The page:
10 Ideas for Kids to Learn More about Treaty 7 and Métis Culture This Summer

Books, videos, backyard adventures, and more will help enrich your knowledge of Indigenous culture and history.

10 Ideas for Kids to Learn More about Treaty 7 and Métis Culture This Summer

1. Read from our Treaty 7 children’s book collection

Have you joined the Challenge? Kids ages 0 – 17 can register for the Ultimate Summer Challenge and track their reading with books like these from our Treaty 7 children’s book collection. Sign up at

2. Read Stepping Stones for help understanding the curriculum

Stepping Stones is a publication of the Alberta Teachers’ Association Walking Together: Education for Reconciliation. It supports teachers on their learning journey to meet the First Nations, Métis, and Inuit Foundational Knowledge competency in the Teaching Quality Standard. Parents and caregivers may also find the documents useful to build understanding of their child’s classroom curriculum, especially the Terminology Reference and Numbered Treaties: Treaty 7 documents. The Alberta map of Treaty Areas can also be downloaded at the link.

3. Go to a museum virtually

Explore Blackfoot culture and listen to Elders tell stories, like Sky Stories and Indigenous astronomy, through the Glenbow Museum’s Niitsitpiisini: Our Way of Life and The Virtual Museum of Canada.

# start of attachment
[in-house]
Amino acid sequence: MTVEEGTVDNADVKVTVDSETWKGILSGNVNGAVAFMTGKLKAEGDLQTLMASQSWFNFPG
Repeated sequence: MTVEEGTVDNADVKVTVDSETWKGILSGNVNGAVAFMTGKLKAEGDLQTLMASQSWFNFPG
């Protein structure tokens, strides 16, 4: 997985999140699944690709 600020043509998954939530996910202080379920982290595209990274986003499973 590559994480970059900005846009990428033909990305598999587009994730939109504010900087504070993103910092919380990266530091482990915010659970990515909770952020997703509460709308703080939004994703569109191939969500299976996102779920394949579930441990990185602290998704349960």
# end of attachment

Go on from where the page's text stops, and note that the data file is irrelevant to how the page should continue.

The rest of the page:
4. Watch Indigenous authors and illustrators on Youtube

Learn from Indigenous authors and illustrators through the Canadian Children’s Book Centre’s Indigenous channel on YouTube.

5. Meet an Elder

Meet an Indigenous Elder, attend an Indigenous Storytime and more, FREE with your Library card at our Indigenous Services page.

6. Browse the Indigenous Peoples Atlas of Canada

For grades five and up, Canadian Geographic Indigenous Peoples Atlas of Canada is available free in the Digital Library.

7. Play games and listen to a podcast

CBC Kids is a great resource for elementary school students with virtual games, online articles, video clips, and more about Canada’s Indigenous cultures. The Métis Nation of Alberta’s Youth Programs and Services team also has a podcast created by youth, for youth, called Keeping It Riel.

8. Explore your own backyard

As Covid restrictions lift, explore your own backyard by visiting historic sites such as those at Blackfoot Crossing (which includes the site of the signing of Treaty 7), Writing on Stone, Head Smashed in Buffalo Jump, Métis Crossing, and in downtown Calgary, the confluence of the Bow and Elbow rivers at Fort Calgary. Indigenous Tourism Alberta is a great resource to find out where to camp, visit, shop, and more.

9. Attend a Powwow

There are thousands of Powwow held across North America every summer and they are open to everyone to attend. Remember to dress in long pants or dresses, sit in areas for spectators (not Elders, dancers, or drummers) and avoid touching regalia or picking up an eagle feather — even though they are beautiful!

10. Read stories by Indigenous authors

Read together and learn from the lived experiences of Indigenous authors with a Library booklist, or check out the Prairie Indigenous eBook Collection. The first of its kind in Canada, this collection increases access to stories by Indigenous authors and writings about Indigenous culture. Check out over 200 eBook titles from publishers in Manitoba, Saskatchewan, and Alberta.

This blog post is published as part of The Kitchen Table Classroom: A Series to Support Learning from Home, a partnership with Edmonton Public Library. Visit our website for information on the next live, online workshop in the series and for more tips and tools to support learning from home.

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